In this type of surgery, a surgeon harvests a muscle from the back or from the abdominal region for reconstruction of the skull or the cranial vault. Latissimus is another word for back in the medical field as well as rectus abdominis which is your abdominal area. The muscle is sometimes useful for sealing off the central nervous system in one's body and allowing it to heal the complex wounds. A study was done with five patients who underwent the free muscle transfer for a smile reconstruction. Two of the five patients prior to this surgery had failed their first free muscle transfer. The next two patients had vascular anomalies and one had a previous distal ligation of the facial vessels. In three of the cases, they used a submental vein, and in all the cases they used a donor submental artery. "In all 5 the gracilis vascular pedicle comprised a muscular branch of the profunda femoris together with its venae comitantes, with the artery and vein ranging in size from 1.0 to 1.5 mm and 2.0 to 2.5 mm, respectively. The submental artery provided an excellent size match in all cases, ranging in size from 1.0 to 1.5 mm"(Faltaous AA, Yetman RJ). The first patient was a 45-year-old woman who developed a dense flaccid right facial paralysis at the age of 33. The second patient was an 8-year-old girl who had developed dense flaccid left facial paralysis after a laser treatment at four weeks for, "bilateral infantile segmental hemangiomas in the distribution of the mandibular division of the trigeminal nerve (V3). "(volume 38, issue 10). The third case was a 19-year-old male who had developed a segmental right facial paralysis after an excision of an infantile parotid hemangioma at the age of 2. The fourth case was a 20-year-old woman who had developed dense flaccid right facial paralysis after a biopsy of a pontomedullary junction tumor at the age of 2. Lastly, case five was a 19-year-old woman who had incomplete flaccid left facial palsy.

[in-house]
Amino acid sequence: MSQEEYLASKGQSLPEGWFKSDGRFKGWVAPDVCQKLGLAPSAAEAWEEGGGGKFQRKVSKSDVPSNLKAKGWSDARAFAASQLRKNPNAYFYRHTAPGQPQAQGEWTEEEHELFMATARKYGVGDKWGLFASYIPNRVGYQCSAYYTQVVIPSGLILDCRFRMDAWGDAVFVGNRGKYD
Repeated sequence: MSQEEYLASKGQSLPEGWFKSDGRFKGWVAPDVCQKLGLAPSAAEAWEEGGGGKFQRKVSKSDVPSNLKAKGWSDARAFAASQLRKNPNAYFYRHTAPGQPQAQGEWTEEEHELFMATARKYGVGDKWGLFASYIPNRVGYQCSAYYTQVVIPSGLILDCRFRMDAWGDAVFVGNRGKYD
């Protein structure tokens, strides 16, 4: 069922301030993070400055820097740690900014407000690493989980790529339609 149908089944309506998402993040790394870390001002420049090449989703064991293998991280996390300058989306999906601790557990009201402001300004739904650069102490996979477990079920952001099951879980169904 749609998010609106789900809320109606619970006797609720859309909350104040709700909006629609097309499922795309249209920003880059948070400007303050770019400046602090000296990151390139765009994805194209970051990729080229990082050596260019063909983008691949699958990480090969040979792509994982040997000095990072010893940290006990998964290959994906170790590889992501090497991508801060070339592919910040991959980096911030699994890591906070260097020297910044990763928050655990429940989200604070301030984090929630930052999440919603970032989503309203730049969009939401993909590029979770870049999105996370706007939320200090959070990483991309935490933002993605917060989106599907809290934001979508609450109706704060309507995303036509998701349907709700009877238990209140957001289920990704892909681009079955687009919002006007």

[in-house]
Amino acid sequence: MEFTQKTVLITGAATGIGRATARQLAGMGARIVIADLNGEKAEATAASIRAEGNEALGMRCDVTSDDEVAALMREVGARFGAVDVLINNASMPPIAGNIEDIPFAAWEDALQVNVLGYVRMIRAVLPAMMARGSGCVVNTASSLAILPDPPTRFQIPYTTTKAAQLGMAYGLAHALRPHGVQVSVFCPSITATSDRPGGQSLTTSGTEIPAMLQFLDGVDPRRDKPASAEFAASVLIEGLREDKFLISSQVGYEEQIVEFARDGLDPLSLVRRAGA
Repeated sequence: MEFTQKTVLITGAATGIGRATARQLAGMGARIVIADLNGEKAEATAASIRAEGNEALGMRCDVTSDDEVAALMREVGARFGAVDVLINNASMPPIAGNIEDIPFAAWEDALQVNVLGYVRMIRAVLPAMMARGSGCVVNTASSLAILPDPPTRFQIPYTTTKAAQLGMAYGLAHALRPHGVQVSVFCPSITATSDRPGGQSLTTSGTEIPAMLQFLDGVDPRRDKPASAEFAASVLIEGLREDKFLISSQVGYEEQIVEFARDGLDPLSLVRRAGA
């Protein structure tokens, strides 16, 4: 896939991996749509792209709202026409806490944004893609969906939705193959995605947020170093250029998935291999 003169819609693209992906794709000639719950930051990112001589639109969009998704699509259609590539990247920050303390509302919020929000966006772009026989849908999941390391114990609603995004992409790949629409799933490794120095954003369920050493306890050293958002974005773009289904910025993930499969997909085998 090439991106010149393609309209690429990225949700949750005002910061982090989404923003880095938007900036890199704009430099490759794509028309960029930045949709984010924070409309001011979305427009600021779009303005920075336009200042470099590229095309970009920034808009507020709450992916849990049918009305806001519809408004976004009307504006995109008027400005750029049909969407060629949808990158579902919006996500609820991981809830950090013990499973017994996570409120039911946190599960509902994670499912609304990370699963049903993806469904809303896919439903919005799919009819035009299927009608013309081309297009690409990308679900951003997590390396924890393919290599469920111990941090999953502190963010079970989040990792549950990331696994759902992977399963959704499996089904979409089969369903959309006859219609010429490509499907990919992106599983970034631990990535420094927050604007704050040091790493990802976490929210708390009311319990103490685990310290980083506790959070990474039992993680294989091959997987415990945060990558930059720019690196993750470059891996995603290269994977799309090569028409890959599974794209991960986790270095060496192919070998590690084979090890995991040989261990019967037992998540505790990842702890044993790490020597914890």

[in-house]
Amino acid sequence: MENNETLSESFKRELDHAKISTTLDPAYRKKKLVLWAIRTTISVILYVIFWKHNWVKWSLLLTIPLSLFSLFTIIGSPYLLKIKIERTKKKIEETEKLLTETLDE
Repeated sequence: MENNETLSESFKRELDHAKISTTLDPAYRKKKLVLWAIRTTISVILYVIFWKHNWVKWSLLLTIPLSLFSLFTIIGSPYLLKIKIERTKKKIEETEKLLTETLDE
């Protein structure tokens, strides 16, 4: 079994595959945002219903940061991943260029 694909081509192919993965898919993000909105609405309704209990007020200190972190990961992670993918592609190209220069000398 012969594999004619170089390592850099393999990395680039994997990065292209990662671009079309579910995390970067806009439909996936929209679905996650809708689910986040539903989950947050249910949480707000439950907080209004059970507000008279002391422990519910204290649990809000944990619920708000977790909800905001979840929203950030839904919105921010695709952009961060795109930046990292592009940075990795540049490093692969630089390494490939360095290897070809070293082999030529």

Bone defects are often the most difficult reconstructions as it requires precise alignment. Bone transfer is commonly used for the mandibular reconstruction, but it now allows surgeons to use it for the midface and the orbito maxillary. If for some reason the fibula is not available for transfer, another option the team may go is using the back rib free flap. This allows the transfer to give the bone volume for the patients. The earliest first bone transfer was done all the way back in 2000 BCE when the Peruvian priest implanted a metallic plate to reconstruct the contour defects of the religious trephination. In 1668, a man by the name of Jobs van Meekeren reported the use of dog bone grafts to reconstruct the calvarium in the soldier. "...the ideal of the future: the insertion of a piece of living bone which will exactly fill the gap and will continue to live without absorption." (The Epitome of Medicine).
The radial forearm is the most commonly dominant use of flap to be used to coverage up damages. Today, the anterolateral thigh flap is being used on patients for the head and the neck because it has an ideal match for the site and it is easy to harvest. If a surgeon chose to remove/harvest the tissue, safe places are the following; skin, skin and fat, fat and fascia, or just the fascia by itself.
Microvascular reconstruction repair is a common operation that is done on patients who see an Otorhinolaryngologist. Microvascular reconstruction repair is a surgical procedure that involves moving a composite piece of tissue from the patient's body and moves it to the head and or neck. Microvascular head and neck reconstruction is used to treat head and neck cancers, including those of the larynx and pharynx, oral cavity, salivary glands, jaws, calvarium, sinuses, tongue and skin. The tissue that is most common moved during this procedure is from the arms, legs, back, and can come from the skin, bone, fat, and or muscle. When doing this procedure, the decision on which is moved is determined on the reconstructive needs. Transfer of the tissue to the head and neck allows surgeons to rebuild the patient's jaw, optimize tongue function, and reconstruct the throat. When the pieces of tissue are moved, they require their own blood supply for a chance of survival in their new location. After the surgery is completed, the blood vessels that feed the tissue transplant are reconnected to new blood vessels in the neck. These blood vessels are typically no more than 1 to 3 millimeters in diameter which means these connections need to be made with a microscope which is why this procedure is called "microvascular surgery."